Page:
They are seven partners united like the fingers on one hand. . . to tell the truth, given the time they spend at their computers, having seven fingers would actually be a plus for them.
Capable of doing everything as far as capturing and mixing sound for television is concerned, they decided to create Easys, a tool designed to meet the specific needs of reality TV and all of its derivatives. Let's visit these fellows, who definitely have brains between their ears.
SLU : When was Les Gens Du Son founded, and who was behind it?
Frédéric Filhol : We started in 2006 under the impulse of four partners: one with a background as a mixing engineer and the other three coming from shooting broadcast TV, some of them veterans of permanent positions in large structures. I, myself, worked for 11 years in VCF, which has now become Euromedia Group.
We started out intermittently in the early days of reality TV and we immediately perceived the demands of productions keen to go beyond the traditional reportage technique – with a mic boom, field mixer, and portable transmitter – and move towards much more sophisticated services with global coverage, multitracking, and expanded monitoring solutions.
We also quickly realized that we would spend days and sometimes even an entire week racking our brains to find innovative solutions for the big national chains. . . for free. Full-blown pre-production sessions. We had to organize all this quickly, develop it as much as possible and, most importantly, also follow our work in post-production. In short, we had to offer global solutions.
It was becoming clear that releasing audio and video files into the wild, with the only common reference being timecode, complicated the work terribly for the people in post-production, not to mention the endless search for sound that was supposedly missing but was there all the time and simply not clearly marked.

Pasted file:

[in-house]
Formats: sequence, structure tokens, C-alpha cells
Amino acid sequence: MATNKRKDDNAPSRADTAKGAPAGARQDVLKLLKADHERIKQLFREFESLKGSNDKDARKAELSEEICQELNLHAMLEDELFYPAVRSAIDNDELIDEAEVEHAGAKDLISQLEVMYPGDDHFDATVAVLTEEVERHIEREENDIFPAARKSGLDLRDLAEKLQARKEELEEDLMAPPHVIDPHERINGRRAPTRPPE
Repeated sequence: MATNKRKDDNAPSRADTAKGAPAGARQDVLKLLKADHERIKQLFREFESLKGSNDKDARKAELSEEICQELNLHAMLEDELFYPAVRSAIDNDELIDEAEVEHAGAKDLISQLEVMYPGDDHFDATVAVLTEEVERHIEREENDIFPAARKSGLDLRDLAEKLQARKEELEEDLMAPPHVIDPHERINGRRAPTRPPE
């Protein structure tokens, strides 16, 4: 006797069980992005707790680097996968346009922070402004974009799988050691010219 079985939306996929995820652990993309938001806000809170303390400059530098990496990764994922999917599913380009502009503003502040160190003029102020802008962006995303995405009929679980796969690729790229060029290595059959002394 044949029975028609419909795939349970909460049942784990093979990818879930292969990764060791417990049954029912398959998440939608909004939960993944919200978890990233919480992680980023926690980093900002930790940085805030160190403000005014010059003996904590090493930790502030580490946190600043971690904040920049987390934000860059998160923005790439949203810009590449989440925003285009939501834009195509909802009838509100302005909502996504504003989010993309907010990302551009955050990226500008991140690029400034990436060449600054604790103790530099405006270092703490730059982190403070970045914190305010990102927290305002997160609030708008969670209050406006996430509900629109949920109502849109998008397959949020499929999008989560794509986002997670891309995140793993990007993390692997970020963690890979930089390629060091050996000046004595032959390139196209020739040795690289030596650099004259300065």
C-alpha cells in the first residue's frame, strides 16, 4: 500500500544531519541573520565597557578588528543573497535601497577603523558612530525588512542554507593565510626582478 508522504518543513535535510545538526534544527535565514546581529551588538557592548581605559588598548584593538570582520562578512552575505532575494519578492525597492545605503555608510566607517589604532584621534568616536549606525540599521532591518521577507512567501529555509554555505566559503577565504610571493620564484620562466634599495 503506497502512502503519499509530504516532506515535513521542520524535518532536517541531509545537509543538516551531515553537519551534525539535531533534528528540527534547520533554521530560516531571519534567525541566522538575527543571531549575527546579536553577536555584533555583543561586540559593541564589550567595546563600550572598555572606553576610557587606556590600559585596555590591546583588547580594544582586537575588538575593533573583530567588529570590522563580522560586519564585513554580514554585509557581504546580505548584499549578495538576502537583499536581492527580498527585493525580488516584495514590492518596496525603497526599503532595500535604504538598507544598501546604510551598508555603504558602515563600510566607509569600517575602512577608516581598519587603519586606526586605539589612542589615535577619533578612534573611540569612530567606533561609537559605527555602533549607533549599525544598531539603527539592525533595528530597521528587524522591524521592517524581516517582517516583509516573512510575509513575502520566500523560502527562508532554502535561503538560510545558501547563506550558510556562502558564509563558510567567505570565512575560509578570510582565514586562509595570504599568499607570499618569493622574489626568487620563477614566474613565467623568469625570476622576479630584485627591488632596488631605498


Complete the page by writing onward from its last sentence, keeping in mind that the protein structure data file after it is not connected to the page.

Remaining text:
Three of the seven LGDS associates at their facilities in Malakoff. On the left is Vincent Givarch, sound engineer specialized in reality TV, in stars (you can't have one without the other) and, especially, the "project manager" of Easys. In the center is Fred Filhol, sound engineer and driving force behind LGDS, and on the right is David Cerf, another sound engineer, master of fixed and mobile studios
SLU : So you had ideas and people. What about equipment then?
Frédéric Filhol : Tapages. They still supply us today.
SLU : But how did you get your foot in the door of reality TV?
Frédéric Filhol : That was through VCF, who was asked to provide a technical infrastructure that went well beyond the simple on-location reporter setup, which would not have been sufficient for a new program that was about to begin: "l’Ile de la Tentation" (The Island of Temptation).
I was in charge of planning and handling it. After that, we worked on "Queer" for Glem, with one of the technicians who would go on to become one of our partners. Antenna coupling was brought in, the multiplicity of reception antennas, the dematerialization of media in the era of DVD-Ram...
A working day for LGDS reduced to its simplest expression and now held in a 512 GB SSD, in a Delock enclosure!
SLU : Oh, that medium is not the most comprehensive insurance.
Frédéric Filhol : Exactly. I can still see myself with our Fostex PD6 recorders, where you press stop and they start a spinning loop displaying "writing"... Audio people sometimes have sound in their hearts that they do not have in their recorders (laughs!). The rack-mount DV 824 Fostex brought us 8 tracks easily, but also sometimes a few problems...
Then came portable direct-to-disk configurations and now CF memory cards and for us, we have chosen the Sound Devices 788 or 664 recorders.